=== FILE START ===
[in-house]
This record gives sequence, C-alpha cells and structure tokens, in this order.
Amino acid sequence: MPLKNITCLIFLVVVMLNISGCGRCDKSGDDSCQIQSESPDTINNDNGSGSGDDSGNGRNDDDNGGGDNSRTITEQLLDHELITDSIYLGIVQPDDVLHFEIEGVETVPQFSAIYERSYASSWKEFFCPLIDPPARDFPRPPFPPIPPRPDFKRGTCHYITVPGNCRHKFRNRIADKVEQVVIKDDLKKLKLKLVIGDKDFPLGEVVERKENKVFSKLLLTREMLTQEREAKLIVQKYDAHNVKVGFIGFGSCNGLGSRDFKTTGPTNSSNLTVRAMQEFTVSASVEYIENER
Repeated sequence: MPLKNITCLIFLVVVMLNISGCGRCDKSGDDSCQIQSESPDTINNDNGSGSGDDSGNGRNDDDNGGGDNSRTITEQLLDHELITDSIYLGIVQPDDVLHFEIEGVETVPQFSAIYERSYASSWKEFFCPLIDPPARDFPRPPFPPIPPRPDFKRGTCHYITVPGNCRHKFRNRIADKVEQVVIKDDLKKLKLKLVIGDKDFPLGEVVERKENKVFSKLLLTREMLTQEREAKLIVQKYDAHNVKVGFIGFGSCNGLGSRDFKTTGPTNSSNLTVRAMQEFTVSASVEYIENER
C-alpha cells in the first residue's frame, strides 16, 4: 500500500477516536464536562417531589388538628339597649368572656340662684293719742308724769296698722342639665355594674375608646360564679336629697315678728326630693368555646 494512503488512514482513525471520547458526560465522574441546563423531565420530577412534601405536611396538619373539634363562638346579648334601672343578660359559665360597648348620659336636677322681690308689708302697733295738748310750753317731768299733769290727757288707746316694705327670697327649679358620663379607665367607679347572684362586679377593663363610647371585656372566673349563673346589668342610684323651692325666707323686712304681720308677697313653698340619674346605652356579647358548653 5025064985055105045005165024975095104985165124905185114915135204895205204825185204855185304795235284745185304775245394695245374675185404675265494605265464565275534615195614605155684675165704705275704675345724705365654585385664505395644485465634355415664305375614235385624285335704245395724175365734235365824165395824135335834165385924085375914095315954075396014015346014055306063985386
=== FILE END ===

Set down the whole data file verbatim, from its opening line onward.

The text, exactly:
[in-house]
This record gives sequence, C-alpha cells and structure tokens, in this order.
Amino acid sequence: MPLKNITCLIFLVVVMLNISGCGRCDKSGDDSCQIQSESPDTINNDNGSGSGDDSGNGRNDDDNGGGDNSRTITEQLLDHELITDSIYLGIVQPDDVLHFEIEGVETVPQFSAIYERSYASSWKEFFCPLIDPPARDFPRPPFPPIPPRPDFKRGTCHYITVPGNCRHKFRNRIADKVEQVVIKDDLKKLKLKLVIGDKDFPLGEVVERKENKVFSKLLLTREMLTQEREAKLIVQKYDAHNVKVGFIGFGSCNGLGSRDFKTTGPTNSSNLTVRAMQEFTVSASVEYIENER
Repeated sequence: MPLKNITCLIFLVVVMLNISGCGRCDKSGDDSCQIQSESPDTINNDNGSGSGDDSGNGRNDDDNGGGDNSRTITEQLLDHELITDSIYLGIVQPDDVLHFEIEGVETVPQFSAIYERSYASSWKEFFCPLIDPPARDFPRPPFPPIPPRPDFKRGTCHYITVPGNCRHKFRNRIADKVEQVVIKDDLKKLKLKLVIGDKDFPLGEVVERKENKVFSKLLLTREMLTQEREAKLIVQKYDAHNVKVGFIGFGSCNGLGSRDFKTTGPTNSSNLTVRAMQEFTVSASVEYIENER
C-alpha cells in the first residue's frame, strides 16, 4: 500500500477516536464536562417531589388538628339597649368572656340662684293719742308724769296698722342639665355594674375608646360564679336629697315678728326630693368555646 494512503488512514482513525471520547458526560465522574441546563423531565420530577412534601405536611396538619373539634363562638346579648334601672343578660359559665360597648348620659336636677322681690308689708302697733295738748310750753317731768299733769290727757288707746316694705327670697327649679358620663379607665367607679347572684362586679377593663363610647371585656372566673349563673346589668342610684323651692325666707323686712304681720308677697313653698340619674346605652356579647358548653 5025064985055105045005165024975095104985165124905185114915135204895205204825185204855185304795235284745185304775245394695245374675185404675265494605265464565275534615195614605155684675165704705275704675345724705365654585385664505395644485465634355415664305375614235385624285335704245395724175365734235365824165395824135335834165385924085375914095315954075396014015346014055306063985386